It feels as though all the stops have been pulled out for Perth Theatre’s new version of Oscar Wilde’s drawing-room comedy, its main production for the spring.
Louche fops Jack (a breathlessly physical Daniel Cahill) and Algernon (Grant O’Rourke) revel in their lives as men about London town who lead convenient double lives in the country. Director Lu Kemp has explicitly sharpened some of the lines, many of which still hold true; Algernon’s flighty declaration that “more than half of modern culture depends on what one shouldn’t read”, for example, or the timeless motto “we live, I regret to say, in an age of surfaces.”
Unremitting snobbery can be darkly amusing and Karen Dunbar – an outstanding stage and screen actor whose celebrity status in Scotland has been made much of in the lead-up to this production – is an inspired choice as the imperious Lady Bracknell.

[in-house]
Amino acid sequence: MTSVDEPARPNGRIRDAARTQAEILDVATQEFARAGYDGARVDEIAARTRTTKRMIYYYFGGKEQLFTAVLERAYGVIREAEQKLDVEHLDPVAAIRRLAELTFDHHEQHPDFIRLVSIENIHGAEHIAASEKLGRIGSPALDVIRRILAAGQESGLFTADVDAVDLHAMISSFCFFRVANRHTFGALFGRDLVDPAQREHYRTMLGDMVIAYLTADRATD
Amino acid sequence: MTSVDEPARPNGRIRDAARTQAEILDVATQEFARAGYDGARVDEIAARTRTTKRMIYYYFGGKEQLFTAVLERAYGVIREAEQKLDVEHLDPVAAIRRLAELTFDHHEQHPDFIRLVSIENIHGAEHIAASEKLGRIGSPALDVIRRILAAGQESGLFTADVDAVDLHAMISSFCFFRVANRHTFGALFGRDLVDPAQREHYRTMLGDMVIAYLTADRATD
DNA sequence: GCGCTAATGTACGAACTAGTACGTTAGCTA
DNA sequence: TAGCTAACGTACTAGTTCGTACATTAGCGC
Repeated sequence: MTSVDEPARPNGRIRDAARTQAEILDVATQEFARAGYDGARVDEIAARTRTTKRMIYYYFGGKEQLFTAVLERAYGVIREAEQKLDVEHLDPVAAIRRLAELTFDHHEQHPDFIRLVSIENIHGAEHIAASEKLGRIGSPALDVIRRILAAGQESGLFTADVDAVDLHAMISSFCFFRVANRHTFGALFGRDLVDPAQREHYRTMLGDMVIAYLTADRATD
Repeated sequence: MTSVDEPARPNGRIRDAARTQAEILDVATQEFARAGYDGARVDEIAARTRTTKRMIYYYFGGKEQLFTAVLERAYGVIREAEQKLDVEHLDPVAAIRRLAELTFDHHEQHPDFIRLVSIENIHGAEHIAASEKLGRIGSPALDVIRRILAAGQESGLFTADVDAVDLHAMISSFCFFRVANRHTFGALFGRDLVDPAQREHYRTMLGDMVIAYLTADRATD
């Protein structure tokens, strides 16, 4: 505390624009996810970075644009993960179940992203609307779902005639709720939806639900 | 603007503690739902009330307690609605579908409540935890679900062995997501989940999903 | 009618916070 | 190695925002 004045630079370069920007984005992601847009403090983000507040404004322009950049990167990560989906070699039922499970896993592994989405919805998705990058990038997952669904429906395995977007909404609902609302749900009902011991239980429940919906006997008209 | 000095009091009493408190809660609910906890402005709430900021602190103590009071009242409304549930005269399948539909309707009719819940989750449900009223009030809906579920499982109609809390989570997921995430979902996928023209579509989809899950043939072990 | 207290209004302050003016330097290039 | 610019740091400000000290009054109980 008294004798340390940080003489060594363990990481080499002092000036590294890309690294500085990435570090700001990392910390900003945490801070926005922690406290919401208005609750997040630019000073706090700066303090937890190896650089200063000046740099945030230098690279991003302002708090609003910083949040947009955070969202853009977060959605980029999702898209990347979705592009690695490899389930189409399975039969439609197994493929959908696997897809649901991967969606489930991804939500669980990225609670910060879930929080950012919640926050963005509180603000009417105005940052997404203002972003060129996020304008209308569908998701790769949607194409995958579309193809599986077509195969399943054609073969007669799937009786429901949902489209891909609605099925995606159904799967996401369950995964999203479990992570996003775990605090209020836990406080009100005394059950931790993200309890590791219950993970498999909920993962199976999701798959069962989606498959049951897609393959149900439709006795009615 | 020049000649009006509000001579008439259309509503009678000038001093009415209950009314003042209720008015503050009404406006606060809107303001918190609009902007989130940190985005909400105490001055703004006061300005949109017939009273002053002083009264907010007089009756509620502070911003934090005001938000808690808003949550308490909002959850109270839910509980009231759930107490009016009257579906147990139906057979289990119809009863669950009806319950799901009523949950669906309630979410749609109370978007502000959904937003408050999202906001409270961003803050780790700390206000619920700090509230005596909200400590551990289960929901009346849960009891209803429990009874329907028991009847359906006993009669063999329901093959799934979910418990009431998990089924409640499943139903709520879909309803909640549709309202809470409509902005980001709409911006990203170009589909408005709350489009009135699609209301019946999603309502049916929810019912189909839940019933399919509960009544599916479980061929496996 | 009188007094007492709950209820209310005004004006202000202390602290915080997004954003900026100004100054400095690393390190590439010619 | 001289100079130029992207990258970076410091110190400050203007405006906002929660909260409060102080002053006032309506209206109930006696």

Her withering put-downs about Jack’s inauspicious background and nostril-flaring fury when crossed are delectable. Yet Dunbar’s fierce comic prowess doesn’t overshadow the fine cast, with Cahill, Caroline Deyga and Amy Kennedy each doing great work, especially given the amount of character doubling required for budgetary and comedic reasons.
O’Rourke’s Algernon is a comic tour de force. He’s a sly, duplicitous wretch whom it’s impossible not to warm to and his physical comedy skills are superb, as illustrated by a perfectly timed stumble on to piano keys or the pop of a champagne cork. Like Jamie Vartan’s set of vintage furniture and ambience-changing sliding wall units, this superior revival is so smoothly executed it appears effortless.